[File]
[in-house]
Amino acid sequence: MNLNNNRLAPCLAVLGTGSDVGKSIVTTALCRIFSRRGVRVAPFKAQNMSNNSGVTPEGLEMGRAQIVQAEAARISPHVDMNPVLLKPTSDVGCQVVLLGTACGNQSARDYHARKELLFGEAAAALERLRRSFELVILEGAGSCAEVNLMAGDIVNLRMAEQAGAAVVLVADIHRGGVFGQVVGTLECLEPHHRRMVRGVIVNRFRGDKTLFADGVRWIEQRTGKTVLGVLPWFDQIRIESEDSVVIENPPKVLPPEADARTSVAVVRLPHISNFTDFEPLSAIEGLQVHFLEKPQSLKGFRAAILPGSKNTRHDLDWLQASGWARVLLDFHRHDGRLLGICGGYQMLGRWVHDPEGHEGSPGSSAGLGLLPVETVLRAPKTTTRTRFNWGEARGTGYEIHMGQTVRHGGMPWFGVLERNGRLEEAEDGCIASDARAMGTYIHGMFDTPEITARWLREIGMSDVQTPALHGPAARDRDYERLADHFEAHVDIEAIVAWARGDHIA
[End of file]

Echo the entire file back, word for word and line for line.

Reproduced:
[in-house]
Amino acid sequence: MNLNNNRLAPCLAVLGTGSDVGKSIVTTALCRIFSRRGVRVAPFKAQNMSNNSGVTPEGLEMGRAQIVQAEAARISPHVDMNPVLLKPTSDVGCQVVLLGTACGNQSARDYHARKELLFGEAAAALERLRRSFELVILEGAGSCAEVNLMAGDIVNLRMAEQAGAAVVLVADIHRGGVFGQVVGTLECLEPHHRRMVRGVIVNRFRGDKTLFADGVRWIEQRTGKTVLGVLPWFDQIRIESEDSVVIENPPKVLPPEADARTSVAVVRLPHISNFTDFEPLSAIEGLQVHFLEKPQSLKGFRAAILPGSKNTRHDLDWLQASGWARVLLDFHRHDGRLLGICGGYQMLGRWVHDPEGHEGSPGSSAGLGLLPVETVLRAPKTTTRTRFNWGEARGTGYEIHMGQTVRHGGMPWFGVLERNGRLEEAEDGCIASDARAMGTYIHGMFDTPEITARWLREIGMSDVQTPALHGPAARDRDYERLADHFEAHVDIEAIVAWARGDHIA